Ukrainians use the same app to file taxes and track Russian troops
Ukrainian President Volodymyr Zelensky was elected in 2019 on a pledge to put "the state in a smartphone." That effort has become more complex but also more urgent as a result of Russia's invasion.
The big picture: The man leading the initiative, Deputy Prime Minister and Minister for Digital Transformation Mykhailo Fedorov, told Axios that Zelensky instructed him to "create the most convenient governance system" in the world.
- The resulting app, Diia, provides citizens with a digital ID and allows them to register a business or obtain dozens of other government services without waiting in line or being asked to pay a bribe, an all-too-common occurrence.
- 19 million Ukrainians now use Diia, and the app has been downloaded on 70% of the smartphones in Ukraine, Fedorov said. New features are added regularly, and every government ministry now has a "chief digital transformation officer" to push that process along.
Fedorov, 32, never expected to be rolling out some of the newer functions.
- Ukrainians can use Diia to seek evacuation assistance or file a claim if their home is damaged by Russian shelling. Nearly 1 million war bonds have been purchased using the app, according to Fedorov.
- Using an "e-Enemy" feature, they can also submit reports and even videos of Russian troop movements. "There is a situational awareness system and this information is fed into this system," Fedorov explained to Axios. "And then of course they [the military] have to verify — they use satellite images, other sources — before they act on it."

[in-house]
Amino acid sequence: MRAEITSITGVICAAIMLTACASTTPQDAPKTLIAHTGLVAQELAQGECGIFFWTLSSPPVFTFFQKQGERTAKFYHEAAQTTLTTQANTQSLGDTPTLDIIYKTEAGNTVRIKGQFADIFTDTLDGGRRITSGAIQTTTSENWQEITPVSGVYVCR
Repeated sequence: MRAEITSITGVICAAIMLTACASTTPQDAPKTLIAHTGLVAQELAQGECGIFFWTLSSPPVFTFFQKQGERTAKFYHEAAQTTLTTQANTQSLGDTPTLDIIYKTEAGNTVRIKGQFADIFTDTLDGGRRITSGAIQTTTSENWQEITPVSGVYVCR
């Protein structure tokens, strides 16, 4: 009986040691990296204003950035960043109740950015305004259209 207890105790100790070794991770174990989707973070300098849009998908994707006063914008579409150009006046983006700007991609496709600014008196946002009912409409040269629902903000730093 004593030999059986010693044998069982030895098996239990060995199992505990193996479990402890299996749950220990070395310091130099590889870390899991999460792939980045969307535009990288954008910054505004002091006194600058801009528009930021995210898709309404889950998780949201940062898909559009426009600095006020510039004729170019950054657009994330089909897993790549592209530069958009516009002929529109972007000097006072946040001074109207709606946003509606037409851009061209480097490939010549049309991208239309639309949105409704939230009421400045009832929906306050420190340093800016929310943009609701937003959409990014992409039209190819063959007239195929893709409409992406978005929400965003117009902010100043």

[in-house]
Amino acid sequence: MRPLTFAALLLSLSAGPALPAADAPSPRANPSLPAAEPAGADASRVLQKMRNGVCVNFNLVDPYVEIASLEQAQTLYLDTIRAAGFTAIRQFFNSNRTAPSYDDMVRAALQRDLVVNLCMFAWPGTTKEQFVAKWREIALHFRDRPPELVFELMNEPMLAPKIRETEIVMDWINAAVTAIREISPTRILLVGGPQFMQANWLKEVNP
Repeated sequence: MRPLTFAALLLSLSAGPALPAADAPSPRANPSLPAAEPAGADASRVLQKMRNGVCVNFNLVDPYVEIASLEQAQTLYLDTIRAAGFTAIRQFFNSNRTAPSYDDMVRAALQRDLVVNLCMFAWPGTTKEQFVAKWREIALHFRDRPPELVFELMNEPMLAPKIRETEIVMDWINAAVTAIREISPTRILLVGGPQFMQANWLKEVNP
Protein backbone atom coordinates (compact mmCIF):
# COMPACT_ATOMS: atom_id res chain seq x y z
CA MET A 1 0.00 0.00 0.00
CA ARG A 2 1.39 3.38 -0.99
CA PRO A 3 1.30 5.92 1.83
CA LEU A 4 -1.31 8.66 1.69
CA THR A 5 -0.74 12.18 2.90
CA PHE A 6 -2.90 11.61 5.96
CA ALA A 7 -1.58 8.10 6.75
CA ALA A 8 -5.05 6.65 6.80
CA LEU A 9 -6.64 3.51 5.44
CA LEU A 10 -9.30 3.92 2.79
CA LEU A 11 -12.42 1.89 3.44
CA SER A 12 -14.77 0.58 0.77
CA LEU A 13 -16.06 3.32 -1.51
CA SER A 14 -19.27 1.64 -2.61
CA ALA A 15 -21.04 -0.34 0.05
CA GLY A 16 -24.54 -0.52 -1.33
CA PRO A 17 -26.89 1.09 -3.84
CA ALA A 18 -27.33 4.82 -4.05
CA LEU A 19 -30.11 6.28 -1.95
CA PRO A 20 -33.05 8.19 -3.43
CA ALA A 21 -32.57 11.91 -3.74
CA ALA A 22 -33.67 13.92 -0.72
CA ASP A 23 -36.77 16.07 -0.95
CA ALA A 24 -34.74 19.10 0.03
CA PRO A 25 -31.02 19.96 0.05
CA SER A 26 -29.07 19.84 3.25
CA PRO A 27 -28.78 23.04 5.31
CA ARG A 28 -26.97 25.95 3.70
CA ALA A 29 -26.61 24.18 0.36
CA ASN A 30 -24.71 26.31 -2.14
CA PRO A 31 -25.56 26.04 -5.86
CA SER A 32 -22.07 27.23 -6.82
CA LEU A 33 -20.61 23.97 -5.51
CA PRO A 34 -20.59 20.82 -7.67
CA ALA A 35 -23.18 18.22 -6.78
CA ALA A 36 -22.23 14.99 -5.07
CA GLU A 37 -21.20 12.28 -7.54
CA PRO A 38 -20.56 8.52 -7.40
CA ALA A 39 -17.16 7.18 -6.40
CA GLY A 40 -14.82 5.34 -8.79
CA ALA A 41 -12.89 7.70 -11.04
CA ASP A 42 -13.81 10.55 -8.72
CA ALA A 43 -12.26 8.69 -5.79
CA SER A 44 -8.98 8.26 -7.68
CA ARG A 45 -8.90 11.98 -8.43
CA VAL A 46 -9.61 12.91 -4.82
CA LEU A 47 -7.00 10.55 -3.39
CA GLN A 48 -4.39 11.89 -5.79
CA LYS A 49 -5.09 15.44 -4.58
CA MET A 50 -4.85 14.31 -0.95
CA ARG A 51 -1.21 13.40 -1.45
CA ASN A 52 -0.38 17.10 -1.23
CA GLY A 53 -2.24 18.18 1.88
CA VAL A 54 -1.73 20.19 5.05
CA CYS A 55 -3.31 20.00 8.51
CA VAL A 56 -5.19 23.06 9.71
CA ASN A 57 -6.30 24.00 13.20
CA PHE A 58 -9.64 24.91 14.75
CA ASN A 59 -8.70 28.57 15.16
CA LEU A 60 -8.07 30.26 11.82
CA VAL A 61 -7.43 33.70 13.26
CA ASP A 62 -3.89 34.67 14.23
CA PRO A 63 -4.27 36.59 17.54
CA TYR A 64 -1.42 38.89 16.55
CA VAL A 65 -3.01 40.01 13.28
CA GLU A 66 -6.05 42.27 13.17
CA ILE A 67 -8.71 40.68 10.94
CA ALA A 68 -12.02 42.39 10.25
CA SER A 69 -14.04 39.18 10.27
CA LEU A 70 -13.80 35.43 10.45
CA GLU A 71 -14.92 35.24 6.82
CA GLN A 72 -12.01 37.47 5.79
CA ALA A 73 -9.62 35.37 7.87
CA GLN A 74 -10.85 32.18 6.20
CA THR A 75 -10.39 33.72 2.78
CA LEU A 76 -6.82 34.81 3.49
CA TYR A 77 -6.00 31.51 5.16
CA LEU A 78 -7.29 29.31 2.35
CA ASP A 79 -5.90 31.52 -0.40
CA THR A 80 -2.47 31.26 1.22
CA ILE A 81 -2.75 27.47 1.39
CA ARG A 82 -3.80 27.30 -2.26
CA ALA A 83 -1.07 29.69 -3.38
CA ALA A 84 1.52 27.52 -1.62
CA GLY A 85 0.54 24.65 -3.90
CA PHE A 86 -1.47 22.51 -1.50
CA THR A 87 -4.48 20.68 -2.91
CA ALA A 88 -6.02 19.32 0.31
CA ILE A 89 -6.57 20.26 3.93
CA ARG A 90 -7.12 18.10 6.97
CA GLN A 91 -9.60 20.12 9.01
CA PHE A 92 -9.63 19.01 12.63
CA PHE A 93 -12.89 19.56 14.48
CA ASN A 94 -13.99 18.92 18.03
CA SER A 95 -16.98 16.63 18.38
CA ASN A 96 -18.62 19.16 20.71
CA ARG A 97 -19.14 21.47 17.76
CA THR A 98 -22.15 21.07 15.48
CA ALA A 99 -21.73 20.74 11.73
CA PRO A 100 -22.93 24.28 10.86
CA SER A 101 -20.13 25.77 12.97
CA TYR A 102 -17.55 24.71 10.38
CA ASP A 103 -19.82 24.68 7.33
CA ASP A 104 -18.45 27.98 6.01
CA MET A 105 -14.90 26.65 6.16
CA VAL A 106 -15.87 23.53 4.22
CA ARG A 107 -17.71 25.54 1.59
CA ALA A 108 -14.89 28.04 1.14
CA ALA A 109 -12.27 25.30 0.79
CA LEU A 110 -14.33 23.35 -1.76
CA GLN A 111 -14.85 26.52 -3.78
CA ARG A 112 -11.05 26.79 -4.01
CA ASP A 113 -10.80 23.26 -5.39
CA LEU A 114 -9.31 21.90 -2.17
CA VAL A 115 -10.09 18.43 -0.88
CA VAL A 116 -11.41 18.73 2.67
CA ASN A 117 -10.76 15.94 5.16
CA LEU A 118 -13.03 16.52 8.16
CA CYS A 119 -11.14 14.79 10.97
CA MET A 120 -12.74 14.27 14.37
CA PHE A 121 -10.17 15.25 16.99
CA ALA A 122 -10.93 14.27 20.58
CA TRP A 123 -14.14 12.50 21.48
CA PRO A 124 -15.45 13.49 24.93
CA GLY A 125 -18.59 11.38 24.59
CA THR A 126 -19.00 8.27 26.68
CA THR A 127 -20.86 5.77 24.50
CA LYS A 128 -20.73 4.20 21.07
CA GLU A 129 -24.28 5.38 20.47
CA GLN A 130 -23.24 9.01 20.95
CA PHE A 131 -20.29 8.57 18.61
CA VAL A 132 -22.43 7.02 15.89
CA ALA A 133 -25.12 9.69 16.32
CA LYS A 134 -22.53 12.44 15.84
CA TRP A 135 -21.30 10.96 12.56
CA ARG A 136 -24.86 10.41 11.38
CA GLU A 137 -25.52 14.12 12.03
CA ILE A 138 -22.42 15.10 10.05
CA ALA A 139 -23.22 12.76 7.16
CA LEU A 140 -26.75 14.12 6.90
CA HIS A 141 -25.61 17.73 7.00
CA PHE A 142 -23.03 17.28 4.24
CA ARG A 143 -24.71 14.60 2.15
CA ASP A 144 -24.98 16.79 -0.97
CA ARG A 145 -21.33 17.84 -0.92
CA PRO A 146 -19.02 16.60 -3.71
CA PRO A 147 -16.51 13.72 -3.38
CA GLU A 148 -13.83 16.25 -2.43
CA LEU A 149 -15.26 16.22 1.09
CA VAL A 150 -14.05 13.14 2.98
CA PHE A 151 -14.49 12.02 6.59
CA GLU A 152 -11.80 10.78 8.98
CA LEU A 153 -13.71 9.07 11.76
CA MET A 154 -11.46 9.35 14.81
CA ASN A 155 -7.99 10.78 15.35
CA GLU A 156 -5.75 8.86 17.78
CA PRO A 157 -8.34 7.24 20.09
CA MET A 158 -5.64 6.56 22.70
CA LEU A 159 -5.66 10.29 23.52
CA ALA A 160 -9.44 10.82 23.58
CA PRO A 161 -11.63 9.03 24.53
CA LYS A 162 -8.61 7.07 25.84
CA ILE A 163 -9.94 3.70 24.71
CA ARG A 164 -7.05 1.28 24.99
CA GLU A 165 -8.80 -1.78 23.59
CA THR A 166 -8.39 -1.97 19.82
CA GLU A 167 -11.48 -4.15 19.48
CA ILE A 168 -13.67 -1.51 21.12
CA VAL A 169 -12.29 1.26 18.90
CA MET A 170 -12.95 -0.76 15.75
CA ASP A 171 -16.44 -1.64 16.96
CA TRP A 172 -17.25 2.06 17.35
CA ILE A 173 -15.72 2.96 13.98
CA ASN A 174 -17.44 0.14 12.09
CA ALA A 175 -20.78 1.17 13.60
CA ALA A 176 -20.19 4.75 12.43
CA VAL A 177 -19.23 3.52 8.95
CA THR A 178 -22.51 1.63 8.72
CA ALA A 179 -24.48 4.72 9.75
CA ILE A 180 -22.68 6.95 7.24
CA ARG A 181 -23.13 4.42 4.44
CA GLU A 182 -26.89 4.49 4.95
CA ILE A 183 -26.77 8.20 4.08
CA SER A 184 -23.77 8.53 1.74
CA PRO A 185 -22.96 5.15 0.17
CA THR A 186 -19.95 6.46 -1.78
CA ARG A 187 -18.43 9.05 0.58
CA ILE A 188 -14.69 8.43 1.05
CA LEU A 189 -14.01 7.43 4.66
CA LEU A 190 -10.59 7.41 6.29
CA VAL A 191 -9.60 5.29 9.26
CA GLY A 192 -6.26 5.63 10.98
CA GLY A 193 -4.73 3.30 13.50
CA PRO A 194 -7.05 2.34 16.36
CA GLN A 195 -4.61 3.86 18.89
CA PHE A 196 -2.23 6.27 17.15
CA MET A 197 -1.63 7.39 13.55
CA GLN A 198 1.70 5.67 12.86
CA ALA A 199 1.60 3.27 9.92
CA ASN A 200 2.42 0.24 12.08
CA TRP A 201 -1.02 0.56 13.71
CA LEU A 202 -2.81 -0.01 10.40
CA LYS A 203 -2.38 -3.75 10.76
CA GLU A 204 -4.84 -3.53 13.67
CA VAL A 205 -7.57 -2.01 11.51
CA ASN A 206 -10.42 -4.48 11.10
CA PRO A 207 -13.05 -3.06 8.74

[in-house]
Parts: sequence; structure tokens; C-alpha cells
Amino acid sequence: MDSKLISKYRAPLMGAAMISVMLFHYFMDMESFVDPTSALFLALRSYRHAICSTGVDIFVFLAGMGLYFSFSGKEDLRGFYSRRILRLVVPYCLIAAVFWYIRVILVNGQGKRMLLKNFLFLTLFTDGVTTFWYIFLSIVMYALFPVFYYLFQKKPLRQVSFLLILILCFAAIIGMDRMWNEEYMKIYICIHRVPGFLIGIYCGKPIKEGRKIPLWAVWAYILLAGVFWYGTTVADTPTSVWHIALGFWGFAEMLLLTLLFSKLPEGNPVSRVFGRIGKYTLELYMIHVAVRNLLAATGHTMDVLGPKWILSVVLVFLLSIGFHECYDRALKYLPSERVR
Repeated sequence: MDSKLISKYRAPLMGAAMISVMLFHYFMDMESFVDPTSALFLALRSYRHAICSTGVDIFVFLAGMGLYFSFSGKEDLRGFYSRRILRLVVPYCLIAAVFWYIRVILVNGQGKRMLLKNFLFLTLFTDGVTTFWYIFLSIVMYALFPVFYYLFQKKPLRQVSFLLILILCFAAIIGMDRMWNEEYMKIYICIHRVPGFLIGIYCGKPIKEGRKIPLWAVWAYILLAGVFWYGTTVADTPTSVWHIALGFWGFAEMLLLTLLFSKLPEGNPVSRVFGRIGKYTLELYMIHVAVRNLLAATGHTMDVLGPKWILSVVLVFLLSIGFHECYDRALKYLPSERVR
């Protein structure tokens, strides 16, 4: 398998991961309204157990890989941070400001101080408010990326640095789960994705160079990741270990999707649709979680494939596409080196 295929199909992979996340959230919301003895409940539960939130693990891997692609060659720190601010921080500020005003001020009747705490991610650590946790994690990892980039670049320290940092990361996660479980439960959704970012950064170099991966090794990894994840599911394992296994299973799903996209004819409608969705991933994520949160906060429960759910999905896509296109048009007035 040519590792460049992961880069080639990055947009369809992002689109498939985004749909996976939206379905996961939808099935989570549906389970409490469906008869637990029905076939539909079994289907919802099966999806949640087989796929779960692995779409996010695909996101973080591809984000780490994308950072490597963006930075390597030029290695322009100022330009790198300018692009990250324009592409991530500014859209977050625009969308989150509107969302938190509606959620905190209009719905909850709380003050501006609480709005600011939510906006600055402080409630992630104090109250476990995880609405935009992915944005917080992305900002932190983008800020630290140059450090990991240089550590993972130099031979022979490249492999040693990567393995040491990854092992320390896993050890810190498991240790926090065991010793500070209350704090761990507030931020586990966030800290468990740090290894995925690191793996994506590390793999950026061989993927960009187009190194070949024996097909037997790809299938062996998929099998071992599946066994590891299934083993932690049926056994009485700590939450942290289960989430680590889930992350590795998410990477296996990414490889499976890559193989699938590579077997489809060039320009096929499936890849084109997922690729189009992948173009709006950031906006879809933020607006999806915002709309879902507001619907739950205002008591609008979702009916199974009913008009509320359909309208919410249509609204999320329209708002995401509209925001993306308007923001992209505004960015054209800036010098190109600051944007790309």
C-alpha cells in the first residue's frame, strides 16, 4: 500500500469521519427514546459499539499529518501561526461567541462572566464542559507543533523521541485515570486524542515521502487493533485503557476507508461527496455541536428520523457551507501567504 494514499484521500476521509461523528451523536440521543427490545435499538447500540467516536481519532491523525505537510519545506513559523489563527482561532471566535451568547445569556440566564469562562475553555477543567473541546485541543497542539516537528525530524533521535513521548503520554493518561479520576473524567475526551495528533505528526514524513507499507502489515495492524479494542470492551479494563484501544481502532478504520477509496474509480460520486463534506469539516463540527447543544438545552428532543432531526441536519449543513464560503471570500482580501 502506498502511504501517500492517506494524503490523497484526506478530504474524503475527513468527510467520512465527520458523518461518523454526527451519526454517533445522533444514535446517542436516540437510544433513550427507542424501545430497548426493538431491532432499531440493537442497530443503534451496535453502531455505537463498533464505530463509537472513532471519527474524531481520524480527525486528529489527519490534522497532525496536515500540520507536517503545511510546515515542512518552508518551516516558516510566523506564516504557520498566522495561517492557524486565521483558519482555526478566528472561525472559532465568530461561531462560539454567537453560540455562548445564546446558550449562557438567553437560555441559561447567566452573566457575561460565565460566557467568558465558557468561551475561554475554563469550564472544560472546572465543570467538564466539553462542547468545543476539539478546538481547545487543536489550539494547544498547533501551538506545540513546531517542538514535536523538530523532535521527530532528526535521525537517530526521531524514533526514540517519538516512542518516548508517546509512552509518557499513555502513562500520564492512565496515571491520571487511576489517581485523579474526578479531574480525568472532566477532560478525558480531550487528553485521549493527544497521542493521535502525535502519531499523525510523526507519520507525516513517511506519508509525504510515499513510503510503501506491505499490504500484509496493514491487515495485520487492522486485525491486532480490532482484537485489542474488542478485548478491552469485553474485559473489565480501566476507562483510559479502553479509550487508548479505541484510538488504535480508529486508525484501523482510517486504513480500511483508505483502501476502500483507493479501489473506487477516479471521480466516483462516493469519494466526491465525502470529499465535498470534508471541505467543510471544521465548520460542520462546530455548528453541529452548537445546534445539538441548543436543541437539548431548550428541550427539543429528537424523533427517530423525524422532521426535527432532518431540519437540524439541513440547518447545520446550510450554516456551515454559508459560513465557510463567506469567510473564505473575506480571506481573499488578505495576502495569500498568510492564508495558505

- When millions of Ukrainians were facing blackouts during the World Cup final in December, Fedorov's team decided to stream the match on Diia. More than 1 million people tuned in.
Fedorov gave a splashy presentation about the app — complete with a pre-recorded address from Zelensky — before a packed house at Washington's Warner Theater on Tuesday.
- USAID Administrator Samantha Power, whose agency provided funding to help launch Diia, said the app gave Congress and the administration confidence that the billions of dollars they're providing to keep Ukraine's government running are being allocated in a transparent way.
- Power announced pilot programs to build similar apps in Colombia, Kosovo and Zambia. Estonia has already launched its own app based on Diia, which Fedorov told Axios was "our thank you to them" for providing weapons and aid.
- Ukraine doesn't expect to be paid to share its technology, Fedorov said. "We have not really considered how we can make money. We are thinking of this as a value that Ukraine can export."
Yes, but: Putting the "state in a smartphone" raises privacy concerns, whether from government surveillance or external cyberattacks.
- Fedorov said data is stored in separate registries rather than through the app itself. His team is developing a feature whereby users will be notified through Diia of any requests to access their data, such as when a doctor is seeking medical records.
- Cybersecurity has been a top priority from the beginning, Fedorov said. He said in his presentation that Russia had attempted cyberattacks on Ukrainian systems and even struck a government data pickup center with a missile early in the war, but user data has not been compromised.
What to watch: Fedorov said Diia was launched as part of an effort to build Ukraine into a technologically advanced, services-based economy.
- Ukraine now has more international partners for that effort — Google and Visa, in addition to the U.S. and U.K. governments, are working with Fedorov's agency — but millions of tech-savvy young people have left as a result of the war.
- "We want to create conditions that will make them want to come back," Fedorov said, such as providing free training for IT workers and slashing taxes for the tech sector.